General Question

XOIIO's avatar

Curious about the old fashioned movie style of detonating explosives.

Asked by XOIIO (16868 points ) March 5th, 2014

Hey all, I’m sure we all have seen the old fashioned way movies depict blowing up TNT, with a box and a T coming out the top, push it down, and you have your explosion, I’m wondering what that is actually called, and I’d like to learn more about how it actually worked, I’m guessing it maybe had a peizo electric material in the bottom to generate an electric charge, or perhaps a mechanism similar to the magneto in old phones.

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9 Answers

Symbeline's avatar

Randomly looked around, Wiki is being shit as per usual, so I dug deeper.

Here’s a message board where some people explain this. So it’s called a plunger.

I am not confirming anything on the accuracy of what is said there. Made for some inneressin’ readin’ though.

Tropical_Willie's avatar

Don’t blow yourself up!

And answer the door bell if it is the AFT guys.

XOIIO's avatar

ah, cool, I was right, it does use a magneto to make the electricity needed.

Don’t know why I didn’t think of the word plunger lol

kritiper's avatar

It’s called a blasting machine. My DuPont Blaster’s Handbook (copyright 1930) shows one, a Du Pont No. 5 G. M. (push down) Blasting Machine. Developed by General Motors. It generates a spark to detonate an electrical blasting cap. Would guess that it indeed had a gizmo like a magneto. I’ve listened to the things and it sounds as though the plunger drives a flywheel of sorts to generate the electrical charge. Among it’s features are: “a two-point clutch which enables the current to be sent out at it’s peak; a laminated armature and solid core field for building up the maximum current; a one micro farad condenser to store up the current until the moment of discharge; and a new eight point breaker of unique design which utilizes the current hetetofore in evidence as a large spark at the completion of the stroke. The mechanical improvements consist of the field windings being placed so as to increase the efficiency of the machine; ball bearings on the armature shaft; and a thrust bearing for the rack bar in direct line of thrust instead of offset as formally.” It’s working parts consist of: rack bar, contact spring (which, when struck by the bottom of the descending rack bar, breaks the contact between two small platinum contacts, one on the upper surface of the contact spring and the other on the underside of the bridge, and in this way throws the entire current through the outside circuit, that is, leading wire, electric blasting caps, and connecting wire); field magnets, revolving armature, rack bar handle.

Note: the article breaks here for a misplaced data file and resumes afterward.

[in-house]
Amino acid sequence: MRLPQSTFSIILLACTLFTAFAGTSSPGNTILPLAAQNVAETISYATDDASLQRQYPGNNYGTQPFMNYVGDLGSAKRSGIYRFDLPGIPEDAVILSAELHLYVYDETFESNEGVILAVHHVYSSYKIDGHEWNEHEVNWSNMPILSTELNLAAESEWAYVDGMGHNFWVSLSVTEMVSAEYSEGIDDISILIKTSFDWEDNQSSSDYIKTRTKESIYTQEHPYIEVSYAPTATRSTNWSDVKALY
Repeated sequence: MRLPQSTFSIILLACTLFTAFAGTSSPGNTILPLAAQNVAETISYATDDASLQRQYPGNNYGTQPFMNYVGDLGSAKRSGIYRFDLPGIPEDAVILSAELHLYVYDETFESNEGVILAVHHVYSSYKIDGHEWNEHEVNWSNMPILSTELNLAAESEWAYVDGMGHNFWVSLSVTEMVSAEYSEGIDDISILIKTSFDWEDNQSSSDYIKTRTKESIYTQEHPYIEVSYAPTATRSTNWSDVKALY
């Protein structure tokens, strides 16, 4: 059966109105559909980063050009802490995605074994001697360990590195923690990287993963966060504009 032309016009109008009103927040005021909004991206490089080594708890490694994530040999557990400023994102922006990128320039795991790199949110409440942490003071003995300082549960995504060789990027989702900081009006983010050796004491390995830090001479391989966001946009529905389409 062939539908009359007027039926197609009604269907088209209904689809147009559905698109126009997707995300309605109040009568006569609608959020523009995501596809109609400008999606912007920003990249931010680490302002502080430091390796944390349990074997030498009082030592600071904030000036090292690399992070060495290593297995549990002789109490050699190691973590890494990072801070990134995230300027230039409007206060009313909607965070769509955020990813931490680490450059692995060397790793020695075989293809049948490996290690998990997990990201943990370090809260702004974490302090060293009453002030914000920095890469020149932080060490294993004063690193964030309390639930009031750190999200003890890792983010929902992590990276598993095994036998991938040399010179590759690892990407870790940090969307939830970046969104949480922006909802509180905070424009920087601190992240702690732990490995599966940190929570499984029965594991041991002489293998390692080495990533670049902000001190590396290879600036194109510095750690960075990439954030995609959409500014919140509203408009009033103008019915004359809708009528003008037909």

FYI You can’t set off dynamite with a gun, fire, or a fire cracker. You need a blasting cap or another explosion. Nitro glycerin can be set off with a small jolt, black powder can be set off with a spark. Dynamite is SO much safer!

XOIIO's avatar

@kritiper Yup, most explosives (especially one of the most used these days, C4) need both the extreme heat and shockwave produced by a blasting cap. I believe the same is true for industrial explosives like ANFO which is used for mining.

kritiper's avatar

@XOIIO As it was explained to me, it isn’t the heat but the sudden shock that is needed to set it off. In excess of 75 lbs per sq.” I’m sure ANFO is the same. I am no expert in explosives, though… My grandfather used explosives in his mining operations.

XOIIO's avatar

@kritiper I’d have to look for the source but I’ve always heard it needs both, heck you can shoot C4 and it won’t go off, mythbusters tested that.

kritiper's avatar

@XOIIO You can burn it too and it won’t go off. C4 makes a great emergency cooking fuel! I suppose extreme heat is a given because if you compressed it fast enough, it would naturally get hot.

XOIIO's avatar

@kritiper yup, I always have some c4 in my survival kit, lol

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